Evidence-Based Medicine in Low Back Pain

painpractice.gif  These two special sections were published in 2005 in the journal Pain Practice. Below are links to the full text [subscription required] and the abstracts of the two lead articles.

Special Section: Evidence-Based Medicine in Low Back Pain—Part 1. Pain Practice 2005; 5 (3)
Lead article:
Chou R. Evidence-based medicine and the challenge of low back pain: where are we now? Pain Pract 2005; 5(3):153-178.

Abstract: Low back pain has long been described as a challenge for both primary care physicians and specialists. Management of low back pain has also been criticized as frequently arbitrary, inappropriate, or ineffective. Contributing factors have been an inadequate evidence base and a need for more rigorous appraisals of the available literature. Evidence-based medicine, an approach to clinical problem solving, is predicated on the premise that high-quality health care will result from practices consistent with the best evidence. In contrast to the traditional medical paradigm that placed a heavy reliance on expert opinion, authority, and unsystematic clinical observations, evidence-based medicine emphasizes the need for rigorous critical appraisals of the scientific literature to inform medical decision making. Evidence-based medicine places strong weight on the requirement for valid studies, particularly randomized controlled trials, to appropriately evaluate the effectiveness of health care interventions. Because of the rapidly increasing volume of medical literature, however, most clinicians are unable to keep up-to-date with all the new data. Two types of preprocessed evidence that can aid busy clinicians in medical decision making are systematic reviews and evidence-based clinical practice guidelines. Like primary studies, systematic reviews and clinical practice guidelines must adhere to high methodologic standards to reduce error and bias. As in other areas of medicine, the approach to the management of low back pain has been positively affected by the availability of more clinical trials and better use of critical appraisal techniques to evaluate and apply research findings. In addition to more rigorous primary studies, an increasing number of high-quality systematic reviews and evidence-based clinical practice guidelines for low back pain are also available. Although some research gaps and methodologic shortcomings persist, the richer evidence base has greatly improved our understanding of what does and does not work for low back pain. Despite these advances, the best available evidence often does not inform everyday clinical decisions for low back pain. Nonetheless, there is widespread agreement that adherence to evidence-based practice will help improve low back pain patient outcomes and reduce arbitrary variations in care. This article reviews basic principles of evidence-based medicine, discusses evidence-based medicine in the context of low back pain management, and summarizes some useful evidence-based medicine resources.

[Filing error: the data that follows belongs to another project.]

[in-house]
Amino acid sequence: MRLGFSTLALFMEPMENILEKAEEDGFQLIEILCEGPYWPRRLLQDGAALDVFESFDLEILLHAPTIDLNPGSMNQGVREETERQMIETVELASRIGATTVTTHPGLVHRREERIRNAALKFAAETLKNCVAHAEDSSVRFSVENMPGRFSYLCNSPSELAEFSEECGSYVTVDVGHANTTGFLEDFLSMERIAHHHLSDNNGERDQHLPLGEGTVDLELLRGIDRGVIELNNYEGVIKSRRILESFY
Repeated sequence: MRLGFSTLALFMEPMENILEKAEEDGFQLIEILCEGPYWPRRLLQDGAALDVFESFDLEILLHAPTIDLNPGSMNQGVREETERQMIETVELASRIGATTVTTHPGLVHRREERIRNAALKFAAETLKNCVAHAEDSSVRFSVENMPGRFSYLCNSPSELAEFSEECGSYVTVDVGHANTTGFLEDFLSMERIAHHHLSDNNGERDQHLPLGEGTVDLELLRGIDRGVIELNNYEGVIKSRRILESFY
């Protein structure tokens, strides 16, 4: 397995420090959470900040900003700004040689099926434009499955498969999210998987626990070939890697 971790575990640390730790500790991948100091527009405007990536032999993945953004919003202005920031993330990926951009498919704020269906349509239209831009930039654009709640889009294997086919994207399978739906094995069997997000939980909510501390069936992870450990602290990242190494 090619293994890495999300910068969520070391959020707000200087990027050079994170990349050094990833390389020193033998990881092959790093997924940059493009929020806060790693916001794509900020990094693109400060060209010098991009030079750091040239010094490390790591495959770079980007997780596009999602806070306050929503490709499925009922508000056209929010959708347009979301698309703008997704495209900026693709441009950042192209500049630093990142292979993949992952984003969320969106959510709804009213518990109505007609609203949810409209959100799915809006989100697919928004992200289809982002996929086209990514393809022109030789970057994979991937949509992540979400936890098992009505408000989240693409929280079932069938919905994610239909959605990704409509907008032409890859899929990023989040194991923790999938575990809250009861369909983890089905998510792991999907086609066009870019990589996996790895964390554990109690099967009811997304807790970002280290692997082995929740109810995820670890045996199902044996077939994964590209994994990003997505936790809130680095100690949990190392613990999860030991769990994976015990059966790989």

PubMed Record

Special Section: Evidence-Based Medicine in Low Back Pain—Part 2. Pain Practice 2005; 5 (4)
Lead article:
Gerdesmeyer L, Ludger G, Gollwitzer H, Diehl P, Wagner K. Evidence-Based Medicine and Clinical Trials in Pain Practice and Orthopedics. Pain Practice 2005; 5(4):289-297. 

Abstract: Medical practices should be based on scientific findings pursuant to the rules of evidence-based medicine. Quality standards for interventional pain therapy and orthopedic clinical studies have been lacking. As a result, the efficacy of many forms of therapy is insufficiently documented, making the level of evidence low.This article identifies common deficiencies in the conduct of clinical trials, as well as limitations in conducting randomized controlled studies. Recommendations for improvement are provided. The discussion provides the clinically active physician with interpretation aids for the evaluation of meta-analyses, supports personal evidence-based decisions, and reviews the most important principles for planning and conducting of experimental clinical studies. Current examples in the literature verify the implementation of these principles and present current findings in accordance with evidence-based medicine (EBM) criteria.In spite of an increasing emergence of EBM-based studies, we conclude that the number of well-designed, high quality, controlled studies conducted in accordance with the guidelines of Good Clinical Practice examining interventional pain therapy and orthopedic clinical studies remains unacceptably low.


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